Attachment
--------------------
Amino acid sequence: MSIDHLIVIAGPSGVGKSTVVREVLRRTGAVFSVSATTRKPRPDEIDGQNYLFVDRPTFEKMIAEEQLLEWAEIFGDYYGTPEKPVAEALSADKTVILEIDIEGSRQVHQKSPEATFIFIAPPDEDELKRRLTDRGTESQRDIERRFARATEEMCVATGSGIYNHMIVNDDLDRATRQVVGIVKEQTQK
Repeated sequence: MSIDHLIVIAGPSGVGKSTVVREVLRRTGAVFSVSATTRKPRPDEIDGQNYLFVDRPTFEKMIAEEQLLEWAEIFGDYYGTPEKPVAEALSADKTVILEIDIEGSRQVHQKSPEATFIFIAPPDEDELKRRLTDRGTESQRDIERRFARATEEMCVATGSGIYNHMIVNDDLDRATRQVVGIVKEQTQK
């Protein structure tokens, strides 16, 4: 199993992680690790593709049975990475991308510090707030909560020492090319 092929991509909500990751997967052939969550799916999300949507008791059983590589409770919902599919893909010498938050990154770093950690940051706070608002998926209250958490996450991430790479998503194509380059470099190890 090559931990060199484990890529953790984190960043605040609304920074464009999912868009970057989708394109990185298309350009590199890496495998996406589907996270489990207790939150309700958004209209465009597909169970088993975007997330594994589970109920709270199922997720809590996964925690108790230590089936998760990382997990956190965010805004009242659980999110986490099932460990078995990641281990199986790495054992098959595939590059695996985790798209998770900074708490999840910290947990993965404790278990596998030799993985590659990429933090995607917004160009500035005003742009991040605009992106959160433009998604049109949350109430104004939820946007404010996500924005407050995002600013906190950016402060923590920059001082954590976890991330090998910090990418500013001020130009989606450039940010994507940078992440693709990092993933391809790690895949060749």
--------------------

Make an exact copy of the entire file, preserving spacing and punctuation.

Amino acid sequence: MSIDHLIVIAGPSGVGKSTVVREVLRRTGAVFSVSATTRKPRPDEIDGQNYLFVDRPTFEKMIAEEQLLEWAEIFGDYYGTPEKPVAEALSADKTVILEIDIEGSRQVHQKSPEATFIFIAPPDEDELKRRLTDRGTESQRDIERRFARATEEMCVATGSGIYNHMIVNDDLDRATRQVVGIVKEQTQK
Repeated sequence: MSIDHLIVIAGPSGVGKSTVVREVLRRTGAVFSVSATTRKPRPDEIDGQNYLFVDRPTFEKMIAEEQLLEWAEIFGDYYGTPEKPVAEALSADKTVILEIDIEGSRQVHQKSPEATFIFIAPPDEDELKRRLTDRGTESQRDIERRFARATEEMCVATGSGIYNHMIVNDDLDRATRQVVGIVKEQTQK
């Protein structure tokens, strides 16, 4: 199993992680690790593709049975990475991308510090707030909560020492090319 092929991509909500990751997967052939969550799916999300949507008791059983590589409770919902599919893909010498938050990154770093950690940051706070608002998926209250958490996450991430790479998503194509380059470099190890 090559931990060199484990890529953790984190960043605040609304920074464009999912868009970057989708394109990185298309350009590199890496495998996406589907996270489990207790939150309700958004209209465009597909169970088993975007997330594994589970109920709270199922997720809590996964925690108790230590089936998760990382997990956190965010805004009242659980999110986490099932460990078995990641281990199986790495054992098959595939590059695996985790798209998770900074708490999840910290947990993965404790278990596998030799993985590659990429933090995607917004160009500035005003742009991040605009992106959160433009998604049109949350109430104004939820946007404010996500924005407050995002600013906190950016402060923590920059001082954590976890991330090998910090990418500013001020130009989606450039940010994507940078992440693709990092993933391809790690895949060749």